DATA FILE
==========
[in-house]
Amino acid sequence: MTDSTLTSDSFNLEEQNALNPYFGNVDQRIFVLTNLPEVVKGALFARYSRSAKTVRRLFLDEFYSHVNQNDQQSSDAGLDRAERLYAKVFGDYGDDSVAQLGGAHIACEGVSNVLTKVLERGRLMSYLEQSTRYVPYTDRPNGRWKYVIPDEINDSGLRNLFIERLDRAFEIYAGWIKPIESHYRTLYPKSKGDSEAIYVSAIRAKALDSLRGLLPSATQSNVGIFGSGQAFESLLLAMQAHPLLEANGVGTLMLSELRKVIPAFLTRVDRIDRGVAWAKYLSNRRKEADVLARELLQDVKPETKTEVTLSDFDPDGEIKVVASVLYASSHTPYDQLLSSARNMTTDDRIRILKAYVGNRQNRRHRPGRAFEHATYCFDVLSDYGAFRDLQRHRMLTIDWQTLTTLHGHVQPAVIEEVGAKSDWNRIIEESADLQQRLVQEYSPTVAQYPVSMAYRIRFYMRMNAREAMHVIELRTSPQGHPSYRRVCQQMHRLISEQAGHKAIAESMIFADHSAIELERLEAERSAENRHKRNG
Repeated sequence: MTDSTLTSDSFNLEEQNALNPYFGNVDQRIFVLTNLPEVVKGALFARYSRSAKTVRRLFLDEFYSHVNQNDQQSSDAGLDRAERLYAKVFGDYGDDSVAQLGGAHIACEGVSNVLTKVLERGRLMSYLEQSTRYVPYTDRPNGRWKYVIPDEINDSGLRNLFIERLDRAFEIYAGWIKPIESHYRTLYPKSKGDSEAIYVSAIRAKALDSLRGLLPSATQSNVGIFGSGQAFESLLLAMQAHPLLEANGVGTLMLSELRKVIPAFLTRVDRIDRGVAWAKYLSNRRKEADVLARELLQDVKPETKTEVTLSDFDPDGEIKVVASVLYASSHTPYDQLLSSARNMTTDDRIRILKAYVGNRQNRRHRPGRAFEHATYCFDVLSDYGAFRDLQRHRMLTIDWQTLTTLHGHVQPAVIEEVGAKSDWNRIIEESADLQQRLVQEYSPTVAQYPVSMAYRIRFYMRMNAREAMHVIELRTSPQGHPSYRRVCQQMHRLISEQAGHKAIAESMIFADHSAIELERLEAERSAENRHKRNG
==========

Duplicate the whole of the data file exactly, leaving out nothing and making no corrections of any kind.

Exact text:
[in-house]
Amino acid sequence: MTDSTLTSDSFNLEEQNALNPYFGNVDQRIFVLTNLPEVVKGALFARYSRSAKTVRRLFLDEFYSHVNQNDQQSSDAGLDRAERLYAKVFGDYGDDSVAQLGGAHIACEGVSNVLTKVLERGRLMSYLEQSTRYVPYTDRPNGRWKYVIPDEINDSGLRNLFIERLDRAFEIYAGWIKPIESHYRTLYPKSKGDSEAIYVSAIRAKALDSLRGLLPSATQSNVGIFGSGQAFESLLLAMQAHPLLEANGVGTLMLSELRKVIPAFLTRVDRIDRGVAWAKYLSNRRKEADVLARELLQDVKPETKTEVTLSDFDPDGEIKVVASVLYASSHTPYDQLLSSARNMTTDDRIRILKAYVGNRQNRRHRPGRAFEHATYCFDVLSDYGAFRDLQRHRMLTIDWQTLTTLHGHVQPAVIEEVGAKSDWNRIIEESADLQQRLVQEYSPTVAQYPVSMAYRIRFYMRMNAREAMHVIELRTSPQGHPSYRRVCQQMHRLISEQAGHKAIAESMIFADHSAIELERLEAERSAENRHKRNG
Repeated sequence: MTDSTLTSDSFNLEEQNALNPYFGNVDQRIFVLTNLPEVVKGALFARYSRSAKTVRRLFLDEFYSHVNQNDQQSSDAGLDRAERLYAKVFGDYGDDSVAQLGGAHIACEGVSNVLTKVLERGRLMSYLEQSTRYVPYTDRPNGRWKYVIPDEINDSGLRNLFIERLDRAFEIYAGWIKPIESHYRTLYPKSKGDSEAIYVSAIRAKALDSLRGLLPSATQSNVGIFGSGQAFESLLLAMQAHPLLEANGVGTLMLSELRKVIPAFLTRVDRIDRGVAWAKYLSNRRKEADVLARELLQDVKPETKTEVTLSDFDPDGEIKVVASVLYASSHTPYDQLLSSARNMTTDDRIRILKAYVGNRQNRRHRPGRAFEHATYCFDVLSDYGAFRDLQRHRMLTIDWQTLTTLHGHVQPAVIEEVGAKSDWNRIIEESADLQQRLVQEYSPTVAQYPVSMAYRIRFYMRMNAREAMHVIELRTSPQGHPSYRRVCQQMHRLISEQAGHKAIAESMIFADHSAIELERLEAERSAENRHKRNG